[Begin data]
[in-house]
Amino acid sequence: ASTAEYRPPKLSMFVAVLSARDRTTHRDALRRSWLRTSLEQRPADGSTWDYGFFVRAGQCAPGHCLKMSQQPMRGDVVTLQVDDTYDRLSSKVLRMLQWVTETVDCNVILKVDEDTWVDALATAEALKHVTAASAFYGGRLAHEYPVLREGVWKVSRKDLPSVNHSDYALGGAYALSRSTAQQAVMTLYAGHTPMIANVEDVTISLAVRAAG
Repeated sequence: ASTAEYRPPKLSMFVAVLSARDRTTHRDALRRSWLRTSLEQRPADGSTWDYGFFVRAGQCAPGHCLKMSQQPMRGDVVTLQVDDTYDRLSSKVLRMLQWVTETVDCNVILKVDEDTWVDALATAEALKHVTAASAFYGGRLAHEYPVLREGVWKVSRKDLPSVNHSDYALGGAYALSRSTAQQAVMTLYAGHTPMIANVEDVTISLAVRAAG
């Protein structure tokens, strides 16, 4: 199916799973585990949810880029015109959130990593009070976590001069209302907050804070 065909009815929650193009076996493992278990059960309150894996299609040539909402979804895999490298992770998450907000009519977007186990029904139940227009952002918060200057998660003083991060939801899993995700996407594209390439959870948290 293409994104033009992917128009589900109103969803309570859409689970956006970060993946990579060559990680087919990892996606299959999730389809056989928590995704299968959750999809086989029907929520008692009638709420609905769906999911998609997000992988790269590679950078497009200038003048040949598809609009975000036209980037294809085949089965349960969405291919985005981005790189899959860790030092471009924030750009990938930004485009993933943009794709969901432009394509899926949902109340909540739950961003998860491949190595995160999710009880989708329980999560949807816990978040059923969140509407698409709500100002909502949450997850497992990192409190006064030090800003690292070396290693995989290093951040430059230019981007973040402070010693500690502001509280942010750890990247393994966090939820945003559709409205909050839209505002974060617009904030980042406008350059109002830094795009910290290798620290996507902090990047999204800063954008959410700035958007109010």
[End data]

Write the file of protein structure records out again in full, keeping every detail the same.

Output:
[in-house]
Amino acid sequence: ASTAEYRPPKLSMFVAVLSARDRTTHRDALRRSWLRTSLEQRPADGSTWDYGFFVRAGQCAPGHCLKMSQQPMRGDVVTLQVDDTYDRLSSKVLRMLQWVTETVDCNVILKVDEDTWVDALATAEALKHVTAASAFYGGRLAHEYPVLREGVWKVSRKDLPSVNHSDYALGGAYALSRSTAQQAVMTLYAGHTPMIANVEDVTISLAVRAAG
Repeated sequence: ASTAEYRPPKLSMFVAVLSARDRTTHRDALRRSWLRTSLEQRPADGSTWDYGFFVRAGQCAPGHCLKMSQQPMRGDVVTLQVDDTYDRLSSKVLRMLQWVTETVDCNVILKVDEDTWVDALATAEALKHVTAASAFYGGRLAHEYPVLREGVWKVSRKDLPSVNHSDYALGGAYALSRSTAQQAVMTLYAGHTPMIANVEDVTISLAVRAAG
């Protein structure tokens, strides 16, 4: 199916799973585990949810880029015109959130990593009070976590001069209302907050804070 065909009815929650193009076996493992278990059960309150894996299609040539909402979804895999490298992770998450907000009519977007186990029904139940227009952002918060200057998660003083991060939801899993995700996407594209390439959870948290 293409994104033009992917128009589900109103969803309570859409689970956006970060993946990579060559990680087919990892996606299959999730389809056989928590995704299968959750999809086989029907929520008692009638709420609905769906999911998609997000992988790269590679950078497009200038003048040949598809609009975000036209980037294809085949089965349960969405291919985005981005790189899959860790030092471009924030750009990938930004485009993933943009794709969901432009394509899926949902109340909540739950961003998860491949190595995160999710009880989708329980999560949807816990978040059923969140509407698409709500100002909502949450997850497992990192409190006064030090800003690292070396290693995989290093951040430059230019981007973040402070010693500690502001509280942010750890990247393994966090939820945003559709409205909050839209505002974060617009904030980042406008350059109002830094795009910290290798620290996507902090990047999204800063954008959410700035958007109010």